First-level outcomes:  Food consumption and livelihood change

If food availability, access, utilization and stability are not adequate, then household consumption is likely to be inadequate. The severity of the inadequacy of food consumption is dependent on how inadequate one or more elements are and how well households are able to adapt to the situation. In the IPC Chronic Food Insecurity analysis the adequacy of both the micronutrient and energy intake is assessed, whereas in the IPC Acute Food Insecurity analysis, the focus is on the adequacy of energy intake (Box 47).

If households have difficulties in securing enough food, they may engage in unsustainable strategies, such as selling assets, decreasing expenses in education and health, and consuming seeds. In situations of chronic food insecurity, however, the presence of severe livelihood coping behaviour such as selling homes or land because of food insecurity is very rare, and even other negative livelihood coping behaviours are not common over a long period of time. As a result, livelihood change outcome is not analysed in the IPC Chronic Food Insecurity analysis; rather, the sustainability and strength of household livelihoods are analysed, by focusing on assessing the share of households that employ low-value livelihood strategies, i.e. strategies that yield either little or unstable income that is insufficient to cover the basic needs of a household in terms of food consumption, education and health expenses.

Second-level outcomes: Nutritional status and mortality

The focus is on chronic malnutrition, which is measured by the height-for-age Z-score (HAZ) and is estimated at the area level by the prevalence of children 6–59 months with a HAZ less than -2 standard deviations, referred to as prevalence of stunting (Box 48). It is generally agreed that stunting is caused by poor diets (quantity and quality of consumption) and morbidity, which in turn are a product of inadequate caring and feeding practices, and inadequate health services and environmental health, together with food security factors. Given that many of the root causes of chronic food insecurity and chronic malnutrition are the same, it is expected that prevalence of chronic malnutrition informs the analysis of the chronic food insecurity situation to a certain extent.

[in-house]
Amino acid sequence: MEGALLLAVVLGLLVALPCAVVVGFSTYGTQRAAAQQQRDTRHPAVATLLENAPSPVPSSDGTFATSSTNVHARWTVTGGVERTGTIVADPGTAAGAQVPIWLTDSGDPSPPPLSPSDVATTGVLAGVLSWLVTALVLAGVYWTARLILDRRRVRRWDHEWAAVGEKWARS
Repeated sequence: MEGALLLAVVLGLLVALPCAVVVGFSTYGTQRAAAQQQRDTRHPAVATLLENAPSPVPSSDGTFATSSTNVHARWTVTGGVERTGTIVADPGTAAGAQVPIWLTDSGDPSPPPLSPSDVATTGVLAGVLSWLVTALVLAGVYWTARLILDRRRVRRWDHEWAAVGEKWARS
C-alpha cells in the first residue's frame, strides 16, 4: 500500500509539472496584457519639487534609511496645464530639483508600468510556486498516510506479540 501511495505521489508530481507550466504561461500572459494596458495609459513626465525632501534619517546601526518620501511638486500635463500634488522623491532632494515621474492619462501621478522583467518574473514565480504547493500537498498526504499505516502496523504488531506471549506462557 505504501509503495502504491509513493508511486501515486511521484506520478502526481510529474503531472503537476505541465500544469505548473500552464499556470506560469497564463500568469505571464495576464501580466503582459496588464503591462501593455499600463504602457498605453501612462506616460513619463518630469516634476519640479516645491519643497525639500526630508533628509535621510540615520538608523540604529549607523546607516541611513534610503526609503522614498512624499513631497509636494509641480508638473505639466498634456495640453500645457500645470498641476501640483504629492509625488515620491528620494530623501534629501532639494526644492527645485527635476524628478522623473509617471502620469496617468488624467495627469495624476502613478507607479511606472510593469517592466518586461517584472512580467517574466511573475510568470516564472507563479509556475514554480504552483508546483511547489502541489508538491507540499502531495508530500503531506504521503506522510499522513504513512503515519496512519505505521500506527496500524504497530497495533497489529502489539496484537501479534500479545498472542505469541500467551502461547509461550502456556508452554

Mortality as an outcome is not analysed in the IPC analysis. Whereas it is known that malnutrition contributes to around half (45 percent) of the deaths of children under 5 globally (WHO, Children: Reducing mortality. Fact Sheet, updated in October 2017.,  the use of death rates to support classification of chronic food insecurity is not included for two main reasons. First, death rates are expected to remain at a stable and relatively low level (typically a CDR at or below 0.5 per 10,000 daily and a U5DR at or below 1 per 10,000 daily) in chronic situations, making it less useful for differentiation of severity. In addition, since the mortality indicators are expressed as rates rather than as prevalence, unlike the other indicators included in the Reference Table, their usefulness is further decreased since they do not inform the distribution of populations among the four levels.